Bonding: The Structure of matter

Bonding: The Structure of Matter

  • Atoms can join together to form units called molecules. This process is called chemical bonding.

Types of Bonding

  • There are three main types of chemical bond: ionic, covalent, and metallic.

  • An ionic bond is the electrostatic attraction between positively charged ions (cations) and negatively charged ions (anions). This type of bond forms when one atom transfers one or more electrons to another atom.
    • Examples: Sodium chloride (NaCl), Magnesium oxide (MgO)
  • A covalent bond is the sharing of a pair of electrons between two atoms. This type of bond creates a strong link between atoms forming a molecule. Covalent bonds can be single, double or triple depending on the number of electron pairs shared.
    • Examples: Oxygen (O2), Methane (CH4)
  • A metallic bond is the electrostatic attraction between positive metal ions and delocalised electrons. This creates a ‘sea’ of electrons that move freely and contributes to properties such as electrical conductivity and ductility.
    • Examples: Copper (Cu), Aluminium (Al)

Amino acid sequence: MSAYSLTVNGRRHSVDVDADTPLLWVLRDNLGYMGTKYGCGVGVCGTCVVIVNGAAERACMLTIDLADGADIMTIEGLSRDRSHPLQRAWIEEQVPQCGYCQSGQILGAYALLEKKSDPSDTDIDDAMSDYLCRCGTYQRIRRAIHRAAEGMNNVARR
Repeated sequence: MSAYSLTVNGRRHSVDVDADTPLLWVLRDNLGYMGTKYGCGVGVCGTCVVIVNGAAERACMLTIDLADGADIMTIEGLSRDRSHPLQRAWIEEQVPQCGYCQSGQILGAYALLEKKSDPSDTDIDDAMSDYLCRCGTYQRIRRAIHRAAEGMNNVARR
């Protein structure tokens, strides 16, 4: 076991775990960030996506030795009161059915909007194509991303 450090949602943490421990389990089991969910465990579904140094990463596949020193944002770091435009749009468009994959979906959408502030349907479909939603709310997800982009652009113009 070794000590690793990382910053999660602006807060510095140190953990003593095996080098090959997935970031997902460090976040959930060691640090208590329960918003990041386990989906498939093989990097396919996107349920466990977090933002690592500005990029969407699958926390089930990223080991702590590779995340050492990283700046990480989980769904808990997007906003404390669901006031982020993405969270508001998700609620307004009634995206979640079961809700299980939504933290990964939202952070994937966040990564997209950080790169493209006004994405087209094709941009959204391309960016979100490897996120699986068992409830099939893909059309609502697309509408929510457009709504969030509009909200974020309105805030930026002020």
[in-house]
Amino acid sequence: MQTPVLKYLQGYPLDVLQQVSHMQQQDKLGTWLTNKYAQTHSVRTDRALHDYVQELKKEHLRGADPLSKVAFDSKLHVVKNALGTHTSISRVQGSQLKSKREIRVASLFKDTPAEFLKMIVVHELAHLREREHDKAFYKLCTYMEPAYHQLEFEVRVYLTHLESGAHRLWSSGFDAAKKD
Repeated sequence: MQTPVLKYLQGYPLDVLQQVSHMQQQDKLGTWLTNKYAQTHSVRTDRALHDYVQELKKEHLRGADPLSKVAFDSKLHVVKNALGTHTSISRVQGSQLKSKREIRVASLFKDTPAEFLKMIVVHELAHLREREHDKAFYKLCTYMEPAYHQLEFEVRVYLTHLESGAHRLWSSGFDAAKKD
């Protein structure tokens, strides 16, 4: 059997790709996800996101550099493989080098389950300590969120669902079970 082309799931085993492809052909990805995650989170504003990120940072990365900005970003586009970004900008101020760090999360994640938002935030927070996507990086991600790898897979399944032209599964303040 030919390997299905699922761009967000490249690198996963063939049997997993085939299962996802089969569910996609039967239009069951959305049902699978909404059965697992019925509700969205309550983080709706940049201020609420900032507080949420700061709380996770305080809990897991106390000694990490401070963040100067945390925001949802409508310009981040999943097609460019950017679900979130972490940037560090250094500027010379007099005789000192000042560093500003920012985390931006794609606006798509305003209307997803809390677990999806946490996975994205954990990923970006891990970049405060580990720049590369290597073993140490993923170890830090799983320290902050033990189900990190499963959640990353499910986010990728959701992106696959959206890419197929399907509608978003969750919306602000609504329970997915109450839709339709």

Drawing Lewis Structures

  • Lewis structures are diagrams used to represent the bonding between atoms of a molecule and any lone pairs of electrons that may exist in the molecule.
  • Each dot in a Lewis Dot structure represents a valence electron, while each line represents a bond.
  • Note that Lewis structures do not reveal the molecule’s shape.

Polarity and Intermolecular Forces

  • Some covalent molecules, such as water (H2O), have polar bonds. This means the electrons are not shared equally between the atoms. These polar molecules have a slight positive charge on one side and a negative charge on the other side.
  • Intermolecular forces are attractive forces between neighbouring molecules. They include London dispersion forces, dipole-dipole interactions and hydrogen bonding.
  • These forces play a vital role in determining the physical properties (melting and boiling points) of substances.

Molecular and Ionic Structures

  • Substances with a molecular structure, like water or carbon dioxide, consist of distinct molecules that are held together by relatively weak intermolecular forces. These substances tend to have low boiling points and may exist as liquids or gases at room temperature.
  • In contrast, substances with an ionic structure, like sodium chloride, consist of a repeating pattern of ions. These substances tend to have high melting points and conduct electricity when dissolved in water or molten.